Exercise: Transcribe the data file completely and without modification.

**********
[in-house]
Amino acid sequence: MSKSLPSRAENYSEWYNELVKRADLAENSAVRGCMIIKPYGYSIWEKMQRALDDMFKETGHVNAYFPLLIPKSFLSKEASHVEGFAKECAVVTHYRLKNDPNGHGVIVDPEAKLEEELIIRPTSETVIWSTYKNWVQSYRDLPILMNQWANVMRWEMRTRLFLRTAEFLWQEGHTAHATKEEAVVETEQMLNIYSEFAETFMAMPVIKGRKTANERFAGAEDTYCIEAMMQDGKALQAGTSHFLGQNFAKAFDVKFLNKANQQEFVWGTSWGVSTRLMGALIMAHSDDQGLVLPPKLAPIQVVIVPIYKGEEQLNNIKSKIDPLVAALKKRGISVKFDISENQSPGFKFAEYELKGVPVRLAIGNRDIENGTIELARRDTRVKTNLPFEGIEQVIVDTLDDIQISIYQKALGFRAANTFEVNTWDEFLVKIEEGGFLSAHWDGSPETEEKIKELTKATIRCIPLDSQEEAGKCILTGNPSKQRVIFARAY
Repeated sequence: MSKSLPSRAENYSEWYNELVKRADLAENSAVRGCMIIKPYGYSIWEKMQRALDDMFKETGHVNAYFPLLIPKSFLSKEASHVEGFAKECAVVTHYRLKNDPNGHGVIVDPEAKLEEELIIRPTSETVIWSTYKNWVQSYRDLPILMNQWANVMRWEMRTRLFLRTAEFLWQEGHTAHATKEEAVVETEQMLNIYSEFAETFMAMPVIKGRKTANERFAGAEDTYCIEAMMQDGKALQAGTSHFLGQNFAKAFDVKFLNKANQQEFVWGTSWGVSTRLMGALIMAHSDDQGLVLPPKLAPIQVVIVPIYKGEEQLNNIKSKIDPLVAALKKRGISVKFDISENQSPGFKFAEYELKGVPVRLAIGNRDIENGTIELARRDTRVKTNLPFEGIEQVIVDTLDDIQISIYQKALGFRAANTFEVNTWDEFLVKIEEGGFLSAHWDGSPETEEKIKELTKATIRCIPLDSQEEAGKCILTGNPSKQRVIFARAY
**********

[in-house]
Amino acid sequence: MSKSLPSRAENYSEWYNELVKRADLAENSAVRGCMIIKPYGYSIWEKMQRALDDMFKETGHVNAYFPLLIPKSFLSKEASHVEGFAKECAVVTHYRLKNDPNGHGVIVDPEAKLEEELIIRPTSETVIWSTYKNWVQSYRDLPILMNQWANVMRWEMRTRLFLRTAEFLWQEGHTAHATKEEAVVETEQMLNIYSEFAETFMAMPVIKGRKTANERFAGAEDTYCIEAMMQDGKALQAGTSHFLGQNFAKAFDVKFLNKANQQEFVWGTSWGVSTRLMGALIMAHSDDQGLVLPPKLAPIQVVIVPIYKGEEQLNNIKSKIDPLVAALKKRGISVKFDISENQSPGFKFAEYELKGVPVRLAIGNRDIENGTIELARRDTRVKTNLPFEGIEQVIVDTLDDIQISIYQKALGFRAANTFEVNTWDEFLVKIEEGGFLSAHWDGSPETEEKIKELTKATIRCIPLDSQEEAGKCILTGNPSKQRVIFARAY
Repeated sequence: MSKSLPSRAENYSEWYNELVKRADLAENSAVRGCMIIKPYGYSIWEKMQRALDDMFKETGHVNAYFPLLIPKSFLSKEASHVEGFAKECAVVTHYRLKNDPNGHGVIVDPEAKLEEELIIRPTSETVIWSTYKNWVQSYRDLPILMNQWANVMRWEMRTRLFLRTAEFLWQEGHTAHATKEEAVVETEQMLNIYSEFAETFMAMPVIKGRKTANERFAGAEDTYCIEAMMQDGKALQAGTSHFLGQNFAKAFDVKFLNKANQQEFVWGTSWGVSTRLMGALIMAHSDDQGLVLPPKLAPIQVVIVPIYKGEEQLNNIKSKIDPLVAALKKRGISVKFDISENQSPGFKFAEYELKGVPVRLAIGNRDIENGTIELARRDTRVKTNLPFEGIEQVIVDTLDDIQISIYQKALGFRAANTFEVNTWDEFLVKIEEGGFLSAHWDGSPETEEKIKELTKATIRCIPLDSQEEAGKCILTGNPSKQRVIFARAY